$25,000 Grants available under Asphalt Art Initiative Grant Program
Bloomberg Philanthropies is inviting cities of any size in Canada, Mexico, and the United States to apply for a chance to receive $25,000 grants through the Asphalt Art Initiative.
The Asphalt Art Initiative grant program is designed to fund visual art on roadways, pedestrian spaces, and public infrastructure in cities. Typically, the projects are painted murals, organized in collaboration between city governments and local communities, with the following primary goals:
- Improving street and pedestrian safety
- Revitalizing and activating underutilized public space
- Promoting collaboration and civic engagement in local communities
Winning cities are expected to be announced in fall 2023 for projects installing during calendar year 2024.
- The program will award up to 20 cities grants of up to $25,000 each, as well as on-call technical assistance from the tactical urbanism firm Street Plans.
- Site: Each application must have a site identified for the proposed asphalt art project (or sites, if multiple are feasible within the budget). Eligible sites should be on or adjacent to active roadways, and may include crosswalks, intersections, vehicle/parking lanes, pedestrian plazas, sidewalks, or highway underpasses. Sites should have the potential for active pedestrian usage, so that the artwork can have maximum impact. Sites may be located in and managed by one or multiple jurisdictions (city, state or county, public utility, regional transit authority, etc.) but must be largely or completely on public property and be fully open to the public. See page 71 in the Asphalt Art Guide for considerations when selecting a site.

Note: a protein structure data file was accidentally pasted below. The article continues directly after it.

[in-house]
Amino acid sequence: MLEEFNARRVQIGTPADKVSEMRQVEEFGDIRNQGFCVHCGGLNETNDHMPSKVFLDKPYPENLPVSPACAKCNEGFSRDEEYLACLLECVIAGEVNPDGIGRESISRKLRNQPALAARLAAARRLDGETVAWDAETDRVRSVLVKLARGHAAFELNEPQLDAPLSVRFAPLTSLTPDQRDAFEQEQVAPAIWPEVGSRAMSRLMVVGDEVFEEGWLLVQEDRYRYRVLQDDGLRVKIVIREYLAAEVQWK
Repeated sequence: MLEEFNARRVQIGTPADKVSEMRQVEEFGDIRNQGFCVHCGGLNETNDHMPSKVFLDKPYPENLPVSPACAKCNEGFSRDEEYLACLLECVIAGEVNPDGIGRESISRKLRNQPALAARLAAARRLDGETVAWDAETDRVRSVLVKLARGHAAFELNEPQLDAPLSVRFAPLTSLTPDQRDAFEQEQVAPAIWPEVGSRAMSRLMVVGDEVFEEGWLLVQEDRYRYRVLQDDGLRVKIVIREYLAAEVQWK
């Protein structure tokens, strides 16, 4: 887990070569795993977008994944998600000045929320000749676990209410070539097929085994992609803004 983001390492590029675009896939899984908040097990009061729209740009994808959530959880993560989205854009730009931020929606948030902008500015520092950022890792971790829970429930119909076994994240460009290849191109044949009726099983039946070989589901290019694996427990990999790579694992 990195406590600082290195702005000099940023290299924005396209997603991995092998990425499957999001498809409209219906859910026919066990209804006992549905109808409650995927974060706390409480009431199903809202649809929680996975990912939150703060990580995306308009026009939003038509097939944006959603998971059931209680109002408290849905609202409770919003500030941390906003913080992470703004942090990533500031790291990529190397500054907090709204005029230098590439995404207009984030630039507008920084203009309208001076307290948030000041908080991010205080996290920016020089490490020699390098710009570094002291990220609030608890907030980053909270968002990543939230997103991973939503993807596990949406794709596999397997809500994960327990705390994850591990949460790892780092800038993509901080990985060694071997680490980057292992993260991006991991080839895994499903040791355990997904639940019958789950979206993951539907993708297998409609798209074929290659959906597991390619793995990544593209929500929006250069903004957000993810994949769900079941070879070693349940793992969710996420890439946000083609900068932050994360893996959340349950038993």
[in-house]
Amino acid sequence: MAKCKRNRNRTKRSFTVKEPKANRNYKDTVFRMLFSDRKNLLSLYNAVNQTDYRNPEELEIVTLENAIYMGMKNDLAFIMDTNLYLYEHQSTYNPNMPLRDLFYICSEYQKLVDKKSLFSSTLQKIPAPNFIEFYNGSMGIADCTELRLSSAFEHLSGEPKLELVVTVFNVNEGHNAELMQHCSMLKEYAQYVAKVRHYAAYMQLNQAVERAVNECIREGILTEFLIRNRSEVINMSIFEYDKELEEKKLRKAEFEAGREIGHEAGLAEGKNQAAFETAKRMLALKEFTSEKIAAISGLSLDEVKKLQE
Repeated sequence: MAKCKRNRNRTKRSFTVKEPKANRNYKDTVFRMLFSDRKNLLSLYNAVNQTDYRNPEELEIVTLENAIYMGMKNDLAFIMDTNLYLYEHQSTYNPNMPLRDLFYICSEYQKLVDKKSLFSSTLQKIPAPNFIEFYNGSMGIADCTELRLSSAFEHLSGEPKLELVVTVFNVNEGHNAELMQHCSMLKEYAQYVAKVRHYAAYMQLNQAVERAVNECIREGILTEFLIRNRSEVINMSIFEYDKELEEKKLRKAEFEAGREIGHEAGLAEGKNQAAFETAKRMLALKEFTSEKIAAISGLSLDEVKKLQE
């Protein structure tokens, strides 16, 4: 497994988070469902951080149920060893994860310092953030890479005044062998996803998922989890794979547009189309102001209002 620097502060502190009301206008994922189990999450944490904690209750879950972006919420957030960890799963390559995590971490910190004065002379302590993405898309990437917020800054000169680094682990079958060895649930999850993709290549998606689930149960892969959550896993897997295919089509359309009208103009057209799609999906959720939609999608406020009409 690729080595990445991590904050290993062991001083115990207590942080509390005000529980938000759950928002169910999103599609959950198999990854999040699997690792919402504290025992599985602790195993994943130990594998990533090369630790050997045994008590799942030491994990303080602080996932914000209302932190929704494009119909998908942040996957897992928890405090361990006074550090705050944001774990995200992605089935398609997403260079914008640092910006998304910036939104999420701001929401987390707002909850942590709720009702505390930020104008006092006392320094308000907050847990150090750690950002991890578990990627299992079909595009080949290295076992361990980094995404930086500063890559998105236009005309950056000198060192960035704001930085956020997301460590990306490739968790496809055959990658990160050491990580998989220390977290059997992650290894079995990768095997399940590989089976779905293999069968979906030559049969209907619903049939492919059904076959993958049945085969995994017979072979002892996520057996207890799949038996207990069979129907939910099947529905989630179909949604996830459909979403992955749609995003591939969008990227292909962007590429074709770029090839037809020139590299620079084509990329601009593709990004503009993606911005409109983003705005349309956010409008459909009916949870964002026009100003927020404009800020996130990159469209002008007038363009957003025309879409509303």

- Duration: Proposed projects may be temporary (e.g., a single artwork application with plans to eventually remove faded paint) or they may be longer term with plans for repair/reapplication or a planned/proposed capital construction. All proposals must include an appropriate plan for maintenance of the artwork for the duration of its installation, as well as a plan for repair, removal, or replacement when the artwork begins to age.
- Goals & Metrics: A critical component of the Asphalt Art Initiative is to identify priority goals for each project and to make a plan for collecting metrics to determine how successful the project is at meeting those goals. Improving road safety, especially for pedestrians and cyclists, must be a component of all proposals. Goals and metrics may differ from project to project, but proposals with clear safety-related goals will be prioritized. See their List of Common Metrics for reference.
- Budget: Each application must include a proposed budget outlining how the grant will be expended. Competitive proposals will include in-kind support from the municipality, particularly from the engineering or transportation department (e.g., permitting, repaving, engineering drawings, signs and markings, planters or traffic barriers, traffic control during installation, and/or maintenance). Proposals may also make use of additional funding or in-kind support from outside sources, if applicable.